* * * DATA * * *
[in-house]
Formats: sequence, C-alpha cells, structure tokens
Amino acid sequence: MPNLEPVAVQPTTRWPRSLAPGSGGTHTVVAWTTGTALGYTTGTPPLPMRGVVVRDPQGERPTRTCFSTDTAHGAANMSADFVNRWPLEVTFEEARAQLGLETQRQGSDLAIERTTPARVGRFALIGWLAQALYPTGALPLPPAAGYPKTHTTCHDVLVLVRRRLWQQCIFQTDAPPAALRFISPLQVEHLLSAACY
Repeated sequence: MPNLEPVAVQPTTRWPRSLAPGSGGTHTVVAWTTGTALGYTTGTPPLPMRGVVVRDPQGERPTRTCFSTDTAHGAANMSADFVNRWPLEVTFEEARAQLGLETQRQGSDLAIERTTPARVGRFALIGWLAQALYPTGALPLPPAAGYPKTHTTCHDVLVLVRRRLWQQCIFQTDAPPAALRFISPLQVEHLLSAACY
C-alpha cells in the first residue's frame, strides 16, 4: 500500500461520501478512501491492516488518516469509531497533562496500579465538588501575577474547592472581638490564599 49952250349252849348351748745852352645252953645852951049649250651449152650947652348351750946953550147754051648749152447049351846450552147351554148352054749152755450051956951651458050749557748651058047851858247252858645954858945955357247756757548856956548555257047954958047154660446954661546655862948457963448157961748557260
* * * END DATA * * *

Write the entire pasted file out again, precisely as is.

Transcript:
[in-house]
Formats: sequence, C-alpha cells, structure tokens
Amino acid sequence: MPNLEPVAVQPTTRWPRSLAPGSGGTHTVVAWTTGTALGYTTGTPPLPMRGVVVRDPQGERPTRTCFSTDTAHGAANMSADFVNRWPLEVTFEEARAQLGLETQRQGSDLAIERTTPARVGRFALIGWLAQALYPTGALPLPPAAGYPKTHTTCHDVLVLVRRRLWQQCIFQTDAPPAALRFISPLQVEHLLSAACY
Repeated sequence: MPNLEPVAVQPTTRWPRSLAPGSGGTHTVVAWTTGTALGYTTGTPPLPMRGVVVRDPQGERPTRTCFSTDTAHGAANMSADFVNRWPLEVTFEEARAQLGLETQRQGSDLAIERTTPARVGRFALIGWLAQALYPTGALPLPPAAGYPKTHTTCHDVLVLVRRRLWQQCIFQTDAPPAALRFISPLQVEHLLSAACY
C-alpha cells in the first residue's frame, strides 16, 4: 500500500461520501478512501491492516488518516469509531497533562496500579465538588501575577474547592472581638490564599 49952250349252849348351748745852352645252953645852951049649250651449152650947652348351750946953550147754051648749152447049351846450552147351554148352054749152755450051956951651458050749557748651058047851858247252858645954858945955357247756757548856956548555257047954958047154660446954661546655862948457963448157961748557260